Riders on Metro-North just got an early holiday gift from the railroad and the state Department of Transportation — a bright, shiny new train set. It’s not a toy, but real! We’ve been promised 94 more M8 rail cars! And just in time (though they won’t start arriving until 2019).
We’ve been enjoying the new M8 cars since their introduction in 2011 and they have proved highly reliable. Unlike the old M2 cars, many of which were older than the passengers who rode in them and were prone to breakdowns each winter, the new M8 cars are champions.
They go over 460,000 miles between mechanical breakdowns, which is 53 percent better than the railroad’s own goals for the Kawasaki-designed and built cars.
Work on the M8’s started in 2006 with an initial order of 300 cars. Another 80 cars were optioned in 2011 and 25 more single, unpowered cars were then added to the fleet, bringing the total to the 405 cars we have today. (When the newest cars start arriving in three years, the last of the old M2 cars will finally be scrapped).
Because of their unique design, operating on three different power systems, the M8 cars were not cheap. The first cars cost $2.3 million but Kawasaki is now commanding $3.8 million for the 60 now on order and $3.7 million for another 34 cars on option.
Part of the price hike is attributed to improved design and addition of the long-awaited Positive Train Control system that could help avoid crashes and other safety equipment like closed circuit TV.
The state will cover 65 percent of the costs and the Metropolitan Transportation Authority will bear the other 35 percent. Our share will probably be paid for through bonding. Ten planned “Café Cars,” to be fabricated from older, original M8 cars, will be completely paid for by Connecticut.
Why is the railroad going to all of this expense? Because it became victim of its own success: ridership has been soaring in recent years.
When the first M8 cars were ordered, Metro-North thought it would have enough cars to handle ridership until 2020. But we blew through those numbers years early. That meant more passengers than seats and crowded, oftentimes standing-room-only conditions at rush hour.
Jim Cameron’s recent articles on Metro-North:
- Pay Your Fare Even When the Conductor Doesn’t Ask — or You’re Shoplifting (Dec. 4)
- Trains Slip Sliding on Wet Leaf Goo is a Bigger Mess Than You May Think (Nov. 26)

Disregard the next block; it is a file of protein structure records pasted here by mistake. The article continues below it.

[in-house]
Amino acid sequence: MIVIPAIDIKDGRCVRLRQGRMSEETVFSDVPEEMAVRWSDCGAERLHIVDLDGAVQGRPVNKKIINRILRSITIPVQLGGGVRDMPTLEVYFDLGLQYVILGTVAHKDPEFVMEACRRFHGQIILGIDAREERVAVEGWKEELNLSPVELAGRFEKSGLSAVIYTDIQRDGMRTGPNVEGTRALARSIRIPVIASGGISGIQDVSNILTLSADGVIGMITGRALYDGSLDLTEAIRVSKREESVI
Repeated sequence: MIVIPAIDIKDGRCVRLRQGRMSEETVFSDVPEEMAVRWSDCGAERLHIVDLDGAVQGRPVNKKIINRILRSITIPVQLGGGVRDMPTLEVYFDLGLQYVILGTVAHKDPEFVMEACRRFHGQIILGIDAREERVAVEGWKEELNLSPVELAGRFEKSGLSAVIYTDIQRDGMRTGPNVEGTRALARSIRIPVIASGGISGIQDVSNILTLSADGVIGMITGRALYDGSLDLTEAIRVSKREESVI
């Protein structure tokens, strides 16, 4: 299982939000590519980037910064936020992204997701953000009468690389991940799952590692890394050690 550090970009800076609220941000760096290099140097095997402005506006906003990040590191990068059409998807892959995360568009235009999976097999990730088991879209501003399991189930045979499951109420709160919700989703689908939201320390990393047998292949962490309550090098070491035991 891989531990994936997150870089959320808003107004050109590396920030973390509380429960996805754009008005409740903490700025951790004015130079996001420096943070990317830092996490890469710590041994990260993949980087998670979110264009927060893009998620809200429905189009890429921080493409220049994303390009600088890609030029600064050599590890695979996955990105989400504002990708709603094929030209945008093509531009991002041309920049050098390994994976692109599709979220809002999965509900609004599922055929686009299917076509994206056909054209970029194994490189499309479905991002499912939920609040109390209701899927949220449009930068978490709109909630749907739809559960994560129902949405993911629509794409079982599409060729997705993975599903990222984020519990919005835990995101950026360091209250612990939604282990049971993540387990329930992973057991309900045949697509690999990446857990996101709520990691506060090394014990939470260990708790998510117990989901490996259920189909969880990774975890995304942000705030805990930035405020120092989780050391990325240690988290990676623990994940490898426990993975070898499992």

- Staying Safe on the Train (Nov. 19)
- The Billion Dollar Bridge (Nov. 17)
- Politicians and Promises (Nov. 15)
Why the surge in ridership? A stronger economy, which means more jobs in New York City. Worsening traffic on I-95, which makes the train an attractive alternative. The railroad’s reliability, even in the winter. And yes, people really like the new cars with their power plugs at every row, working heating and air conditioning systems and pleasing design.
All of those attractions have seemed stronger than the negatives to train-taking: lower gas prices, higher rail fares and insufficient station parking.
So the question now is, are we ordering enough new cars to keep up with demand? Given the three year lag-time between ordering and delivery, will a 499-car fleet be enough if ridership keeps growing as fast, if not faster?
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As new cars start arriving in 2019 they’ll first be used to add capacity to existing trains to deal with rush-hour crowding. As more cars arrive, 24 of our M8’s will be shifted over to Shore Line East service between New London and New Haven. And maybe, if we’re lucky, by 2020 we’ll have enough cars to actually increase service, adding more trains to the timetable.
If we don’t want to waste billions of dollars on Governor Malloy’s idea to “widen I-95,” let’s instead invest in our railroad and order more cars now.
Jim Cameron has been a Darien resident for 25 years. He is the founder of the Commuter Action Group and also serves on the Darien RTM. The opinions expressed in this column are only his own. You can reach him at CommuterActionGroup@gmail.com
Republished with permission of Hearst CT Media.